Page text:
Do We Need A Digital Geneva Convention To Protect Civilians Online?

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The Internet is a mess, but would a global agreement of nations have any practical benefit to citizens? It’s doubtful. There are already a myriad of anti-hacking laws in many countries, states and even cities, but hackers defy them with impunity.  TN Editor

In a few years, if you enter all available facts into a super computer and ask it how to make the internet secure, information security expert Adi Shamir predicts this is how the computer will respond:

Kill the internet. Start over again.

“The internet, as we know it, is beyond salvaging,” says Shamir, an Israeli who won the prestigious Japan Prize this month, worth about $442,000. The prize, established by the Japanese government, honors advances in life sciences, electronics and communications.

Alarms over the state of the internet appear with greater frequency as malicious code runs rampant, criminal hackers sweep up passwords of hundreds of millions of users, and nations skirmish with digital weapons. Once a platform for enlightenment, the internet flirts with a dark age, industry leaders warn, and global action must be taken.

Chief among them is Microsoft’s president, Brad Smith, who called Feb. 14 for a Digital Geneva Convention, an international agreement to protect civilians from the destructive uses by states of the digital sphere.

“The time has arrived to call on the world’s governments to implement international rules to protect the civilian use of the internet,” Smith said in a keynote address last week to a gathering of cybersecurity professionals at the RSA Conference, a five-day annual meeting.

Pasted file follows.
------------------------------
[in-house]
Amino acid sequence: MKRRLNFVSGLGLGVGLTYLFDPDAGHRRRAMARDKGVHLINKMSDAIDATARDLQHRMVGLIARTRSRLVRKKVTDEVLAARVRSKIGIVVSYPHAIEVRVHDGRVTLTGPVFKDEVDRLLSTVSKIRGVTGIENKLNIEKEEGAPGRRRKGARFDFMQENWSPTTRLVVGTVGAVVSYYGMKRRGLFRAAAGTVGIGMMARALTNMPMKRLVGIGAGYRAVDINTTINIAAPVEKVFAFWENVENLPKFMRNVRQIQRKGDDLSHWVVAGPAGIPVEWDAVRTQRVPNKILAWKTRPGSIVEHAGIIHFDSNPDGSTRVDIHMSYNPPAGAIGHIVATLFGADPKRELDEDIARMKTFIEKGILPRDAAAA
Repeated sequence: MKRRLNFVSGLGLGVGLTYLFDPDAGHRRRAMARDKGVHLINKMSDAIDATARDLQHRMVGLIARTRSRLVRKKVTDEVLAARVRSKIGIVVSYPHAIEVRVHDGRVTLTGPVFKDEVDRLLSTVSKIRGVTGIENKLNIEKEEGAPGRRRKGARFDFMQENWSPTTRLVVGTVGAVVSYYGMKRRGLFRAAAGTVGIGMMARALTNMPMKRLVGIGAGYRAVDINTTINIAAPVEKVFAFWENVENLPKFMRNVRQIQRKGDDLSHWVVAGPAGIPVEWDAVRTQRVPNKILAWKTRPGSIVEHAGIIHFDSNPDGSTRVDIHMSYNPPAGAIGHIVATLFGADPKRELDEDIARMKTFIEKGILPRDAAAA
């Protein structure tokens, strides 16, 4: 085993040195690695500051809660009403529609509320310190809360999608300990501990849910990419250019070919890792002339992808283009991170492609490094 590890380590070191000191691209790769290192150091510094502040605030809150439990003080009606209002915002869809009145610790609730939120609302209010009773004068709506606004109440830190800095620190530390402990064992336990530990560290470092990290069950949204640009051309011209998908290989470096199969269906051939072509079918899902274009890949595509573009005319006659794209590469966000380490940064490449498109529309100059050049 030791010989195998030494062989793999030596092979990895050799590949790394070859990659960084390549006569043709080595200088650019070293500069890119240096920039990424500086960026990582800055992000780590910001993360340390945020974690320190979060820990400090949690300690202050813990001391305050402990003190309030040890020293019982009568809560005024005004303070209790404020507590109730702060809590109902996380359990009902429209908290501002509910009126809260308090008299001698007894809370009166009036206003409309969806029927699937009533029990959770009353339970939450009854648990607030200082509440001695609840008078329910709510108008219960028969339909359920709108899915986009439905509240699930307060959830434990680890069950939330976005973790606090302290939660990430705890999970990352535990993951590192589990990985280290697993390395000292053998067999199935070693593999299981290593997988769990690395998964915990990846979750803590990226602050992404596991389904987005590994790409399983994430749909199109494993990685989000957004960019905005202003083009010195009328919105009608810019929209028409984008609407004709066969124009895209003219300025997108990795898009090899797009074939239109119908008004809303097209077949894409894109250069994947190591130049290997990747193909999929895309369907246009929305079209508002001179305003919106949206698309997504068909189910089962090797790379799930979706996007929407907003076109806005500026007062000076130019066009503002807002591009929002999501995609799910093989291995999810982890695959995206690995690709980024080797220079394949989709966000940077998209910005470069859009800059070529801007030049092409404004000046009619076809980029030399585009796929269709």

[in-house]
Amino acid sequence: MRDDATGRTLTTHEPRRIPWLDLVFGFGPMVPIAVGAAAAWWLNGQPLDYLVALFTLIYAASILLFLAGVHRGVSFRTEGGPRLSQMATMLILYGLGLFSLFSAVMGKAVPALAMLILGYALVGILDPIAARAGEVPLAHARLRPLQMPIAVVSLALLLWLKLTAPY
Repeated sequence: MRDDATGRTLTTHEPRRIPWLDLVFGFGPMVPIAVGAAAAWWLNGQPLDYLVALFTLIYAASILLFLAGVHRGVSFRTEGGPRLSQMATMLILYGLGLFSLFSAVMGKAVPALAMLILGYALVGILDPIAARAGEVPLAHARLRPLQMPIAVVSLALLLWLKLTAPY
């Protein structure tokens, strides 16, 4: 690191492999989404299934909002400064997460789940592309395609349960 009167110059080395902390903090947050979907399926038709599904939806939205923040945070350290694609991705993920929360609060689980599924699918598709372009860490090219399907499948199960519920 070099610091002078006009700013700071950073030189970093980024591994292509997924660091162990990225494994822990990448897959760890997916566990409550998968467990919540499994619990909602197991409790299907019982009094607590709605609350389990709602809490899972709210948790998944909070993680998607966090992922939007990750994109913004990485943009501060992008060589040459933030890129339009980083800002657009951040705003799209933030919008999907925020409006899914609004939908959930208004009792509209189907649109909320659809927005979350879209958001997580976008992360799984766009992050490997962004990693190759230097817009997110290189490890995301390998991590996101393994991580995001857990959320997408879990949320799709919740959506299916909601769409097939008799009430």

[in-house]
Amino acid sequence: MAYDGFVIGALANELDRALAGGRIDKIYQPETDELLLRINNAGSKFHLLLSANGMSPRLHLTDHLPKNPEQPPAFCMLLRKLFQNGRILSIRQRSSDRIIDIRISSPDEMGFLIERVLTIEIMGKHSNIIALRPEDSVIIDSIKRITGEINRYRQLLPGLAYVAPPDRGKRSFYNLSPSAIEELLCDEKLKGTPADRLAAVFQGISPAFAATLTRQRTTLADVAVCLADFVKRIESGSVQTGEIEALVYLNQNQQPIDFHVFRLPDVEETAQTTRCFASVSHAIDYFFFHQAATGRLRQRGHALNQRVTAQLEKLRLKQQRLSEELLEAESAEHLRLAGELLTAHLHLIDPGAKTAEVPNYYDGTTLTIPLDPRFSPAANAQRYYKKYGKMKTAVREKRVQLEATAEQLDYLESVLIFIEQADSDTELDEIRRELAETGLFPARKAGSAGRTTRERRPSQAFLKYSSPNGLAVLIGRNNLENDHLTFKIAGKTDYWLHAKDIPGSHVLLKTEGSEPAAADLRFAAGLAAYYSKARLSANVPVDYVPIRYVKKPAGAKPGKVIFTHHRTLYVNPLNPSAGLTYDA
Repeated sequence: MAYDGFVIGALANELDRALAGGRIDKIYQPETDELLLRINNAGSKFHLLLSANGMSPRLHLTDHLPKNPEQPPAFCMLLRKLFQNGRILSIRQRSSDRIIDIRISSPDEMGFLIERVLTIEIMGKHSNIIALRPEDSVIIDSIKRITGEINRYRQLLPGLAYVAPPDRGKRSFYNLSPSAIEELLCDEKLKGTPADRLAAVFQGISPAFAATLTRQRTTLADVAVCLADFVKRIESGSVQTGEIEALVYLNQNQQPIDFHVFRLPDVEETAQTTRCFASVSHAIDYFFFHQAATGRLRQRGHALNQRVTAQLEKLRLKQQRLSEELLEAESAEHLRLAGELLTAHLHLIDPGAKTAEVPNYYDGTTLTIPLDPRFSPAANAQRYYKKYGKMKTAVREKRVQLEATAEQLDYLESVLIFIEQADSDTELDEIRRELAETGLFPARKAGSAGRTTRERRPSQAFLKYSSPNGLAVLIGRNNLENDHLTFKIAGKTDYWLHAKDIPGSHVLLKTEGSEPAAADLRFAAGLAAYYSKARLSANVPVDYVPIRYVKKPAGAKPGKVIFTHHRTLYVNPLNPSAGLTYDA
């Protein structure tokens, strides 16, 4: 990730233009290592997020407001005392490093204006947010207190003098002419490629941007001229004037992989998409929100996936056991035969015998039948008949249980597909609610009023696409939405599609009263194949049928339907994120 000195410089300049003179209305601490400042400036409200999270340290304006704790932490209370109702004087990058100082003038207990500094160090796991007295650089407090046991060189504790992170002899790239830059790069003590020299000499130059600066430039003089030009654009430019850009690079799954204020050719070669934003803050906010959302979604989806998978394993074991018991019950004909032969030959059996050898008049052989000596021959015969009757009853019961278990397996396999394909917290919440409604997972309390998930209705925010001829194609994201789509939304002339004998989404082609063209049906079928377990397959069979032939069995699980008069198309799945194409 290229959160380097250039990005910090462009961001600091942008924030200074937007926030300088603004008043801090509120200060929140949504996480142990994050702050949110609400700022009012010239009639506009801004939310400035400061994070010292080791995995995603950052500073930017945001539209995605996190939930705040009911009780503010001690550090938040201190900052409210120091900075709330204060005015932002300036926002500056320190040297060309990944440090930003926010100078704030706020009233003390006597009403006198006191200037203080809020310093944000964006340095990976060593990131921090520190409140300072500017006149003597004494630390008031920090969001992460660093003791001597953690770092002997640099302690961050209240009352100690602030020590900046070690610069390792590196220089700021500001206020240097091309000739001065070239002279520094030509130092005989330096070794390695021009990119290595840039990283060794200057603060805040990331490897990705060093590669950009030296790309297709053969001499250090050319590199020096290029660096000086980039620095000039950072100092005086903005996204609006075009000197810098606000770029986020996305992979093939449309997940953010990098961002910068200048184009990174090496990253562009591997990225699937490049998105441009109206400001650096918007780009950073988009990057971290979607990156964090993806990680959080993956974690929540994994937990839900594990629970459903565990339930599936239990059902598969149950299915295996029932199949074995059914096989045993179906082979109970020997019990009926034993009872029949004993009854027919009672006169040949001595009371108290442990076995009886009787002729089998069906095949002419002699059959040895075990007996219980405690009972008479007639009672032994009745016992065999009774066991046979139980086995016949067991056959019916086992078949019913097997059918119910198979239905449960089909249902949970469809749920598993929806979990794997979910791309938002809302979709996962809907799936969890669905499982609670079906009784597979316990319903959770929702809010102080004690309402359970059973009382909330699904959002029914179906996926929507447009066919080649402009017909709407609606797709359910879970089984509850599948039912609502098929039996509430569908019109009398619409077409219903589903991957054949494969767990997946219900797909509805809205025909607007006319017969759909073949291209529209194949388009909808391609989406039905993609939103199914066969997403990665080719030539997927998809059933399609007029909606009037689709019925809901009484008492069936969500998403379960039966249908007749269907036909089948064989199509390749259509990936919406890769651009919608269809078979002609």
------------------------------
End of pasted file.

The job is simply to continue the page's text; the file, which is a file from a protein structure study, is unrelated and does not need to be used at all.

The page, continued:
He drew a comparison to how war-weary nations in 1949 came together to draw up the Geneva Conventions, which now bind 196 nations and commit them to offer humanitarian treatment to civilians in times of war.

Smith said cybercrime is taking an increasing global toll, and that 74 percent of the world’s businesses expect to be attacked each year. Economic losses due to cybercrime may hit $3 trillion by 2020, he added.

But more alarming, he added, is that nations have unleashed their cyber arsenals.

“We suddenly find ourselves living in a world where nothing seems off-limits to nation-state attacks,” Smith said. “Cyberspace has become a potential new and global battleground.”

Smith referred to the 2014 North Korea hack of Sony Pictures, and said it culminated last year in “hacking incidents connected to the democratic process itself,” a reference to U.S. assertions that Russian state hackers influenced the U.S. election in Donald Trump’s favor.

Civilian users around the world pay a price as the battleground intensifies, experts said.

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Jim Reinhart

IMHO, those of us that want to live in peace need a representative government that is community first based, with the law of the land (not of merchant’s rule of the sea). County law should supersede, state law which supersede national law.. All decisions, laws and documents need to be transparent available to anyone on request. Tightly cohesive, loosely coupled communities with larger projects in the interest of the people – municipals, contracted for the common good. National security is a lie but a mechanism to hide the truth. We need to clean up our own countries and our interlocking… Read more »